Science & Tech

The outcome of this Google court case could change the internet forever

The outcome of this Google court case could change the internet forever
SCOTUS to hear pivotal Section 230 Case next week

Are tech companies responsible and liable for content uploaded on their sites by third parties? A landmark case involving Google is will answer that question, which could change the internet forever.

On Tuesday, the Supreme Court will hear oral arguments for Gonzalez v Google over big tech's liability concerning the content posted on its site by third party users.

Nohemi Gonzalez, a 23-year-old college student, died in terrorist attacks in Paris in 2015. The shootings and bombings killed 130 people. In response to Nohemi’s death, her parents are suing YouTube, owned by Google, over their algorithm and how the platform “provided material support” and recommended ISIS content, violating the Anti-Terrorism Act. The Gonzalez family believes Google is liable for damages because YouTube did not remove the terrorist videos from the site.

The major debate in the case will revolve around Section 230 of the Communications Decency Act, which protects online platforms like YouTube from being sued for content posted by its users. Google will argue it is protected by Section 230, while the Gonzalez family will ask the Supreme Court to rewrite the law.

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On Wednesday, the Supreme Court will start to hear arguments for another case against big tech, Twitter v. Taamneh, which centres around if Twitter contributed to the terrorist attacks in Turkey in 2017.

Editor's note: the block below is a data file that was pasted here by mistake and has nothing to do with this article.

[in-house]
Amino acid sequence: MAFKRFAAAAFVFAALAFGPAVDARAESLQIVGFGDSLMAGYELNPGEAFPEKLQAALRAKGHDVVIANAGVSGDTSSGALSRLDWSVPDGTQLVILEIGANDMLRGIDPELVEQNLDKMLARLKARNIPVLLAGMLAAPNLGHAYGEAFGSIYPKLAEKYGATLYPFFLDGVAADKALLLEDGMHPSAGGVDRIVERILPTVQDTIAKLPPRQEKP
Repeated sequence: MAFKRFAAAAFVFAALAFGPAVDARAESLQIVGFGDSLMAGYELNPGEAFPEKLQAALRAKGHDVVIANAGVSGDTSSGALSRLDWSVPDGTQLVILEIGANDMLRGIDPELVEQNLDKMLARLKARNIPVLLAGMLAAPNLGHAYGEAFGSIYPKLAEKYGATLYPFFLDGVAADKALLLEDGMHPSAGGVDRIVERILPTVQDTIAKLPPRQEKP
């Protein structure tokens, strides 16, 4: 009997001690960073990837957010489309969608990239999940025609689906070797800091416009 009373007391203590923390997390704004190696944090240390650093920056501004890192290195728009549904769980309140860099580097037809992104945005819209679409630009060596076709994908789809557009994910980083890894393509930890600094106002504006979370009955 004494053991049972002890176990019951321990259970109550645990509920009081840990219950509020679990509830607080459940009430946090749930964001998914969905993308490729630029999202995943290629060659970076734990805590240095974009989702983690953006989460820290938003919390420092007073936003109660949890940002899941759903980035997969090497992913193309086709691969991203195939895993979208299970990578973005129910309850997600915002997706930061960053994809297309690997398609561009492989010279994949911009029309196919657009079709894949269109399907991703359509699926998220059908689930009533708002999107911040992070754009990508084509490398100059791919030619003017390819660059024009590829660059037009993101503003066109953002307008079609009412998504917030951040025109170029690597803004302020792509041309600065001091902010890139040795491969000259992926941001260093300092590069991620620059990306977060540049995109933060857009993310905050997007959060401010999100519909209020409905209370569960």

The nine Supreme Court justices can change how tech companies operate on the Internet with this ruling. The court must decide if recommending content is the same as displaying content.

Anupam Chander, a technology regulation expert at Georgetown University Law Center, said: “That user content might include information that both sides of the political aisle might find important - for example, claims about sexual harassment or police abuse or government policies on vaccines. This case truly could reshape the internet for the next generation.”

There is support from both liberals and conservatives to rewrite Section 230. Some liberals, including President Biden, want Congress to end big tech immunity and strip them of their protections from Section 230. On the other hand, a handful of conservatives want to alter the law after accusing tech companies of removing right-leaning posts.

A decision on Gonzalez v Google is expected to arrive this summer.

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